When I got the diagnosis last Christmas my world felt like it was swimming around me, but the most important thing I held onto was that my doctor made it quite clear that it was a benign tumour. I held onto that knowledge tightly, and I'd recommend you keep telling yourself that - it sucks but things could be worse. Survival rates for a diagnosed AN/VS are excellent, and I've read, like maggieL has experienced, smaller tumours can slow or completely stop growing - they don't have to develop further.

Even after having a large one surgically removed, I'm less than a year post-diagnosis and my life is getting back to normal. Try not to let the worry eat you up. I'm sure you'll be ok.

Hi, I was just wondering and hoping you could maybe answer a question on my mind? I’m also with Addenbrooks and was told that surgery would leave me completely deaf in that ear and balance in that side will be completely removed/damaged? Is this true? Obviously to me it must be as they are the experts , but it has shocked me 😱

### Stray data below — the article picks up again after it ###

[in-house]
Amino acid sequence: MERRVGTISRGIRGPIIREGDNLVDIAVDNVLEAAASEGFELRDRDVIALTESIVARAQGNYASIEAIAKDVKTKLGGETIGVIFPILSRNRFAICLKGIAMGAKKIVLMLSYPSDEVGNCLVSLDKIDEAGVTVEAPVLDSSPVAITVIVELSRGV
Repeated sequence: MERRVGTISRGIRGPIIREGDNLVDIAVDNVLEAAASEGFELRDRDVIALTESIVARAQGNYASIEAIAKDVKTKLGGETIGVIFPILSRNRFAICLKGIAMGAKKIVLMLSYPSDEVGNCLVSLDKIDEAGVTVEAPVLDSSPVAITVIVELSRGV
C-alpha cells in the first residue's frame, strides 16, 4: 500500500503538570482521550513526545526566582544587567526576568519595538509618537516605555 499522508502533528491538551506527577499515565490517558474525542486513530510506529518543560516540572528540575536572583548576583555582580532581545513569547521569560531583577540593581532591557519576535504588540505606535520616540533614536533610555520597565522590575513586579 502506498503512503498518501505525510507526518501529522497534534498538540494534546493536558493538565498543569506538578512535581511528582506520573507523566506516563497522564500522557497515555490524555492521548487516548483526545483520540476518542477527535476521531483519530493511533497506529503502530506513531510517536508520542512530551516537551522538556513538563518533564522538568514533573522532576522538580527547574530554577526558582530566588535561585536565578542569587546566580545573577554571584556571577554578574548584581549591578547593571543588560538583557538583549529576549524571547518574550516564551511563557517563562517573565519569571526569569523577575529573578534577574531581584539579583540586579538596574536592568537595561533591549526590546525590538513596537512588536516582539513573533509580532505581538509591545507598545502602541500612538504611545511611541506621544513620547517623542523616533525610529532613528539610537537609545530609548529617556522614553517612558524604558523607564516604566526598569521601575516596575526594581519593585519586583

How is your hearing and balance now? Mine were severely damaged before surgery.

I'm afraid that is a good chance of happening. Balance nerve - vestibular - is where the tumour forms so is the first to be significantly damaged. You slowly reprogram your brain to cope after surgery. It's unpleasant but after about a month mine was a fair bit better than before surgery. Still improving.

Hearing nerve - cochlear - is apparently not very strong and if you already have hearing loss it's unlikely to improve after surgery. I was told the safer surgical approach (translab) for me would most likely destroy that nerve but my hearing was already significantly compromised so not a big loss. It took some time to adjust to that as well post surgery.